Social ecologists have played an important catalytic role in many of the pivotal social and ecological movements of the past four decades. The discussion that follows will focus on events …
Continue reading “Harbinger Vol. 3 No. 1 — Social Ecology and Social Movements: From the 1960s to the Present”
by Sonja Schmitz One remarkable feature of social ecology is that Murray Bookchin’s vision of an ecological society goes beyond the development of eco-technologies and organic agriculture, but expands into the …
Continue reading “Harbinger Vol. 3 No. 1 — Buttercups and Sunflowers: On the Evolution of First and Second Nature”
by Michael Caplan Emerging from the proletarian socialist movements of the Old Left, infusing a distinctly libertarian ecological outlook in the rise of the New Left, social theorist and activist …
Continue reading “Harbinger Vol. 3 No. 1 — Education & Community Action: A History of the Institute for Social Ecology’s Programs”
By Michael Caplan In the past few years, Norway and surrounding Scandinavian countries have proven to be a hotbed of activism inspired by the works of social ecology. Study groups, …
Continue reading “Harbinger Vol. 3 No. 1 — Radical Alternatives: An Interview with Ingrid Young”
n the midst of our struggles for a better world, social ecologists have frequently engaged in critical dialogue with other strands of radical thought about just what kind of world …
Continue reading “Harbinger Vol. 3. No. 1 — Economics in a Social-Ecological Society”
he extent to which radical versions of environmentalism underwent sweeping metamorphoses and evolved into revolutionary ideologies when the New Left came of age is difficult to convey to the present …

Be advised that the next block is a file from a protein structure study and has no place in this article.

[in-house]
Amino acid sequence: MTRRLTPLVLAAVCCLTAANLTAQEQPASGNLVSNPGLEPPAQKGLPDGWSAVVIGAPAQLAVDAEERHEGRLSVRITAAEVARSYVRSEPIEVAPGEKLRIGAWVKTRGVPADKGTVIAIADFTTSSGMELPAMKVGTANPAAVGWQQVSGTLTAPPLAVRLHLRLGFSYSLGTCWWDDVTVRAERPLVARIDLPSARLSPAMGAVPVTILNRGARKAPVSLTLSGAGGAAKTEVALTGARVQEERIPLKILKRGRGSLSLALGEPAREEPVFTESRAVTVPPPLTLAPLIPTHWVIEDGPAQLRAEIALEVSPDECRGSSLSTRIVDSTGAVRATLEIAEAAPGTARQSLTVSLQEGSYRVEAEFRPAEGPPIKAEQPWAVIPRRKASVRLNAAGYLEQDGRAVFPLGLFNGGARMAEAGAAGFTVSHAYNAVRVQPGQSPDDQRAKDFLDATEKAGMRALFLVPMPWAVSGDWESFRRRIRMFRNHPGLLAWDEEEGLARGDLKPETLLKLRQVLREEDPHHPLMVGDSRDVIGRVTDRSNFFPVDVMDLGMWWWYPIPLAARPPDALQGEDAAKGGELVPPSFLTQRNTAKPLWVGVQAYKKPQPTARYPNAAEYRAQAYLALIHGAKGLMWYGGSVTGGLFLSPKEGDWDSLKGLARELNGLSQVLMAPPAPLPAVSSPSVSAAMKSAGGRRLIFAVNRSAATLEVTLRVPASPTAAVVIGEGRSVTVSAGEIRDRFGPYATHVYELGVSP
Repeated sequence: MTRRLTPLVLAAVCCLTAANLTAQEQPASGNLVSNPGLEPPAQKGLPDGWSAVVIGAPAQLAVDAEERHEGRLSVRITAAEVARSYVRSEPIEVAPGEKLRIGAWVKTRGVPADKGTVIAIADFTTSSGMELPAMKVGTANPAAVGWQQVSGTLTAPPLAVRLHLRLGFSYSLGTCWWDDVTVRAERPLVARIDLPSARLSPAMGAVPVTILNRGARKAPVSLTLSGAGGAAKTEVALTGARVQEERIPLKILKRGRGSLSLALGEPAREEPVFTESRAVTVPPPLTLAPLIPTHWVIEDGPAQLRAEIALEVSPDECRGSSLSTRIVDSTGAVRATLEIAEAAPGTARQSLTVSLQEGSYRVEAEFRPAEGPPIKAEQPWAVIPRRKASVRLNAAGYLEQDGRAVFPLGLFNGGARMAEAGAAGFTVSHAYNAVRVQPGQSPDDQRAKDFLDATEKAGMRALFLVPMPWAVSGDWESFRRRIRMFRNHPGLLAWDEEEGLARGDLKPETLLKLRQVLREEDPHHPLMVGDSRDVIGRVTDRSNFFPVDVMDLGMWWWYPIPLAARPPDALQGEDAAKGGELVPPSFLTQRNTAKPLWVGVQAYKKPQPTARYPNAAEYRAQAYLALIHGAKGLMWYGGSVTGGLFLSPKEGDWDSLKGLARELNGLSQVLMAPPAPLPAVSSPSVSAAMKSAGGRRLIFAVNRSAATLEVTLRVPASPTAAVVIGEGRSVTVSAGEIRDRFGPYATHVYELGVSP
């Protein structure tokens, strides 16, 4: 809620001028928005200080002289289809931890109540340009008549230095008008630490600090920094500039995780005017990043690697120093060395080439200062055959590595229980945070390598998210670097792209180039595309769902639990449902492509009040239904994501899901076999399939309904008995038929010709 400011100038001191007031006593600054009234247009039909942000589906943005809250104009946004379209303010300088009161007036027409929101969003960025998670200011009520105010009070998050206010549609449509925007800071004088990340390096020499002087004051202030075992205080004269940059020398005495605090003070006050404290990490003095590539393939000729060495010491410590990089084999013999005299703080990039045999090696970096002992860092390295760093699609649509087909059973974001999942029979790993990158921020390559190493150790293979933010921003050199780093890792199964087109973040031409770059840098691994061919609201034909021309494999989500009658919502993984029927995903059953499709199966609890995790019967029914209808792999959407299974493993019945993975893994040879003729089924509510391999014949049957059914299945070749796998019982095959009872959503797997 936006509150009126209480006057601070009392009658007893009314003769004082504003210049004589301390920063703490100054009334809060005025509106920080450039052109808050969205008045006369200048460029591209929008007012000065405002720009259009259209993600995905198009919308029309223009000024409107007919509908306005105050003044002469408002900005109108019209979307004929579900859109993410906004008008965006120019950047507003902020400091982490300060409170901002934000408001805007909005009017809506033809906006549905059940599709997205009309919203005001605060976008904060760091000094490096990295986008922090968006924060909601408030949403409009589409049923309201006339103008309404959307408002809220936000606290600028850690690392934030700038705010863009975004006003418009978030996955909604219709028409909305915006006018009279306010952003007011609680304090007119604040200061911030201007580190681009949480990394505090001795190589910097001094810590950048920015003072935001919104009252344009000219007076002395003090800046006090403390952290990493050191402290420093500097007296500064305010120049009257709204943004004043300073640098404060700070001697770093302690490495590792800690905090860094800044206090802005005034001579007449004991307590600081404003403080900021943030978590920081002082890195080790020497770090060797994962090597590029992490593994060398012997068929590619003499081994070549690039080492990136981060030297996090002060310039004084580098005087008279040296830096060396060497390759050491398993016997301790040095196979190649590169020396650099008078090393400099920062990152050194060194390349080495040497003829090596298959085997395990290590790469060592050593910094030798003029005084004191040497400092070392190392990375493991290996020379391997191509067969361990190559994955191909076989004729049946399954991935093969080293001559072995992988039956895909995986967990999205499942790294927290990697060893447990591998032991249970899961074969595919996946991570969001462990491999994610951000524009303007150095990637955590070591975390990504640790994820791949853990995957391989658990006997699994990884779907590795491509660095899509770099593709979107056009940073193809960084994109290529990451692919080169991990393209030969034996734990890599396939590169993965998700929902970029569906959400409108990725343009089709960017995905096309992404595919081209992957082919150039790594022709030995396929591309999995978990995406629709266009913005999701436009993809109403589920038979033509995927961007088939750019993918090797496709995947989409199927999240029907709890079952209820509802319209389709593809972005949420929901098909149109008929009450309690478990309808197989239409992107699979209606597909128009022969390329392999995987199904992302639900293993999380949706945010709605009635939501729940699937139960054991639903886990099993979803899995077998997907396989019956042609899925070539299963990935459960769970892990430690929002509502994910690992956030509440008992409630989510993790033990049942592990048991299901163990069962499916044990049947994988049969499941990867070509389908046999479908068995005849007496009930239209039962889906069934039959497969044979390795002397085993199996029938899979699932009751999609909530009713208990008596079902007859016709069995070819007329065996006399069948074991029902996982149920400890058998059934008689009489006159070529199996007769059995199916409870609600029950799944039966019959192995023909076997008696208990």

Continue reading “Harbinger Vol. 3 No. 1– Reflections: An Overview of the Roots of Social Ecology”
In August 2002, thirty anti-authoritarian organizers from around the US converged on a farm in upstate New York to found a new political confederation: the Alliance for Freedom and Direct Democracy. This article describes their mission and rationale.
By Daniel Chodorkoff
Welcome to the first edition of our second volume of Harbinger, A Journal of Social Ecology. Harbinger is the latest in a long line of publications offered by the Institute for Social Ecology (ISE). With the second edition of Harbinger, we are resurrecting a journal that we published in the 80s. We intend to explore the theory and practice needed to help to create an ecological society, and to cultivate a generous intellectual outlook that can inform the principle of hope. . .
By David Vanek
Murray Bookchin, born in 1921, has been involved in leftist politics for seven decades and has written almost two dozen books on a great variety of subjects, encompassing ecology, nature philosophy, history, urban studies, and the Left, particularly Marxism and anarchism. In the 1950s, with his long 1952 essay “The Problem of Chemicals in Food,” he warned against the chemicalization of agriculture and the environment, and with this and other writings, he helped lay foundations of the modern radical ecology movement. He is the cofounder of the Institute for Social Ecology, where he lectures each summer, and professor emeritus at Ramapo College of New Jersey. He is currently finishing the third volume of a trilogy, /The Third Revolution,/ which is a history of the great European and American revolutions.
by Brian Tokar
The more that officials of the U.S. government, and of global institutions such as the WTO, insist that only known, quantifiable risks are legitimate areas for public policy, the more imperative it becomes for activists and other concerned citizens to insist upon raising the larger questions: What does this new technology mean for our society, for the exercise of political and economic power and for the possibilities of actualizing a genuinely free society? How can we fully comprehend all the disturbing
social consequences of the new genetic technologies?